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Distance of stars

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Nov12-03, 09:02 AM
P: 10
please can somebody help me with this parallax equation:

D=distance to star
using the rule D=(d/2)/tan(theta/2)
when d = 300*10tothe6
and theta = 5*10tothe-5

what is the distance to the star in km and light years?
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Nov12-03, 09:19 AM
P: 27
Okay - assuming that you've given the units in kilometres and degrees...

To get the answers in km you should just be able to plug the numbers into a calculator.

To get the answer in light years you have to first calculate how far a light year is (in km, obviously).

Rather than me just giving you the answer, why don't you have a go, then we can see if our answers agree...

Nov12-03, 09:32 AM
P: 10
hi there thankyou for your interest in my posting jess

d is in km
theta is in degrees

Nov12-03, 09:36 AM
P: 27
Distance of stars

You'll be wanting to hit 'post reply' rather than 'new thread', then

Oooh look - we've been moved

Tom Mattson
Nov12-03, 09:41 AM
Sci Advisor
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P: 5,532
Originally posted by Jess
You'll be wanting to hit 'post reply' rather than 'new thread', then

Presto! The threads are merged.
Nov12-03, 10:53 AM
P: 10
for this answer i get a result of:


So, is this answer the number of km?

what is this answer in exponential form? ie: 34 * 10tothepower13?

1 light year is 9.467*10tothepower12, so in light years i think the distance will be:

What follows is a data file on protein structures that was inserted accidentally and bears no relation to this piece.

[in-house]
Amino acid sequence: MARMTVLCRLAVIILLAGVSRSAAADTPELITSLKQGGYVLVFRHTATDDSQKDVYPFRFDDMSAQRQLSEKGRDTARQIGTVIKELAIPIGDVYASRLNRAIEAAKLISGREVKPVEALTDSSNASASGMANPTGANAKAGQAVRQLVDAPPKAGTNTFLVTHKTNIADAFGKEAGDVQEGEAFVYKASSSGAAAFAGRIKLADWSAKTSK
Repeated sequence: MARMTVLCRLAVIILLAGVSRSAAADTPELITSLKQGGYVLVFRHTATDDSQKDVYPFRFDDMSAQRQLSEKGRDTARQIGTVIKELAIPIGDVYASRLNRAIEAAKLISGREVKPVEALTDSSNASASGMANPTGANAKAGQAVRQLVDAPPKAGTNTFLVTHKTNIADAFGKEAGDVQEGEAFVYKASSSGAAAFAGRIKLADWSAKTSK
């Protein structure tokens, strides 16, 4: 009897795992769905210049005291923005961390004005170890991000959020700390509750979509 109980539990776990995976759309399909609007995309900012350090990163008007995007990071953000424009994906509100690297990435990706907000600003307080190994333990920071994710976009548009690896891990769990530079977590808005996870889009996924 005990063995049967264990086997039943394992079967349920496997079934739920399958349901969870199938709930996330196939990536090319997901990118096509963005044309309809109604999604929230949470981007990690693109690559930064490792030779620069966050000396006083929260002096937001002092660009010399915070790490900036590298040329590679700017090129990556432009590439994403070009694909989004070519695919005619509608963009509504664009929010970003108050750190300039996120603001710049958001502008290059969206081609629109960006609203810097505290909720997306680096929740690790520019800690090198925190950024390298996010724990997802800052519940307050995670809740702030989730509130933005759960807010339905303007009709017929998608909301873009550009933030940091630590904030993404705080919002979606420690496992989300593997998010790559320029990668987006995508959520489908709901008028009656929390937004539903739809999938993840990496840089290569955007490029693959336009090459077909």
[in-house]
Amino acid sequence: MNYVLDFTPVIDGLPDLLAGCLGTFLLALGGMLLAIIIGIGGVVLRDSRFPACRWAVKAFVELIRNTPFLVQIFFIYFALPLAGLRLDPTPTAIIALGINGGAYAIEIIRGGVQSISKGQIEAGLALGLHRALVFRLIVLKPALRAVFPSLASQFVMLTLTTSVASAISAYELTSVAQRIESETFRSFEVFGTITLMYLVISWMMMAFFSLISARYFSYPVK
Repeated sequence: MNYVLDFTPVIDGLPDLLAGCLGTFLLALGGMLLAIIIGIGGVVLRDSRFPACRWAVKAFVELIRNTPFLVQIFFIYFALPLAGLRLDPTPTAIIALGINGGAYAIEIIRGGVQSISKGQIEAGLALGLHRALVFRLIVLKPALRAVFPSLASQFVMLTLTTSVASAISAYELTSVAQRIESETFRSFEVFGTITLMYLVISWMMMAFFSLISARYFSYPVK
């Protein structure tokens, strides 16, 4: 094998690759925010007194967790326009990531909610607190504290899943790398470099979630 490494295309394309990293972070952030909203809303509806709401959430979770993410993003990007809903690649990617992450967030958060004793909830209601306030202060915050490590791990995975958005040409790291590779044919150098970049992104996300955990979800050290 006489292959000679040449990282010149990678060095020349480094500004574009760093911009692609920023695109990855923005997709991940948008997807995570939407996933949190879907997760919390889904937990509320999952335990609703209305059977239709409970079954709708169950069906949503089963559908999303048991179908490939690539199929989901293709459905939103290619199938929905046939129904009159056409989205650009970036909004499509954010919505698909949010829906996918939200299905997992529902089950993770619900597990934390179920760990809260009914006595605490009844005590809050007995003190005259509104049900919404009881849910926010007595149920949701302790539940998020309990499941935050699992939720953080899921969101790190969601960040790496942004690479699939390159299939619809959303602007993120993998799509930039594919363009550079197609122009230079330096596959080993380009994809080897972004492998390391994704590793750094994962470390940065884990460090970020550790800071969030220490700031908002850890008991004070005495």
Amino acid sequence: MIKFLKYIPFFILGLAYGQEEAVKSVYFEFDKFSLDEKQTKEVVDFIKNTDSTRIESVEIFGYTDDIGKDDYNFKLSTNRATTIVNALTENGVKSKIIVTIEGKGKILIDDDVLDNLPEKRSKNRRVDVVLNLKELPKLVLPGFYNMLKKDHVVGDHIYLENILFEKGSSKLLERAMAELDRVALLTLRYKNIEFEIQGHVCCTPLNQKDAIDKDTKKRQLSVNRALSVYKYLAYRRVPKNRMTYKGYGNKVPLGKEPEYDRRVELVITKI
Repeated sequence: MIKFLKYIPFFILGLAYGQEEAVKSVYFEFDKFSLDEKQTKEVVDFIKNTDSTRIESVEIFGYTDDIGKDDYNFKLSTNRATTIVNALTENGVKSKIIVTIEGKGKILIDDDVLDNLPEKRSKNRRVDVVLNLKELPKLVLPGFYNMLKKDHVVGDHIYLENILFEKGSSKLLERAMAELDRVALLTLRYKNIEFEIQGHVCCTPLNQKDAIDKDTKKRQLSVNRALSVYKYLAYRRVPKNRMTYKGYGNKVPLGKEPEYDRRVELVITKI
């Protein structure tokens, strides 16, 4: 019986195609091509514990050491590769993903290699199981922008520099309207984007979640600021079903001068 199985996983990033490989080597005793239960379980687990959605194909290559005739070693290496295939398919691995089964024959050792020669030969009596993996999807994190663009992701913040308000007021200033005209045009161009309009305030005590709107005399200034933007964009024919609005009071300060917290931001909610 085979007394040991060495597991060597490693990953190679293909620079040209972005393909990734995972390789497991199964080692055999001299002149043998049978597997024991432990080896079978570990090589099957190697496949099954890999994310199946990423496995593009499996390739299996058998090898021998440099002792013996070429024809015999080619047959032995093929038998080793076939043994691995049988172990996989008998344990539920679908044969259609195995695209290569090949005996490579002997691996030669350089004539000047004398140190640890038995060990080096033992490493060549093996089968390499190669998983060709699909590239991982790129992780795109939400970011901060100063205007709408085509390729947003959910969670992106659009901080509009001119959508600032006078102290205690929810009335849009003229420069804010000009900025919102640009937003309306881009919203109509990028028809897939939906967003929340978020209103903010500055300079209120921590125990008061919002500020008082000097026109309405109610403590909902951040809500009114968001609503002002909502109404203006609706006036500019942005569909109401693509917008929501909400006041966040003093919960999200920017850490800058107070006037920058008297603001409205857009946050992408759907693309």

27 light years

Please let me know if i am right
Nov12-03, 11:14 AM
P: 27
Yes, that's the answer in kilometres, and it's the same one that I've got.

34 x 10^13 km is correct as well.

If you take the speed of light to be 300,000 km/s, then a light year is 9.461 x 10^12 km - which looks roughly like what you put.

I get an answer of 36.3 l.y though - you might have typed a digit wrong somewhere, perhaps. Even a back-of-the-envelope type calculation gives an answer of at least 34, if you look closely.

Nov12-03, 11:17 AM
P: 10
thankyou very much jess!
I need the help for some uni coursework.
p.s. I am from edinburgh too!
Nov12-03, 11:20 AM
P: 27
This isn't Astronomy 1Ah or 1Ch work, is it?
Nov12-03, 11:28 AM
P: 10
i study at the university of abertay dundee and travel from edinburgh.
My coursework is from "horizons of science 1".
this module is concerned with the big bang, black holes, telecommunications and cosmological phenomena
Nov12-03, 11:32 AM
P: 27
Hehe - for a moment there I thought you might be one of my tutees (if that's the right word)

Good luck with the rest of your course...


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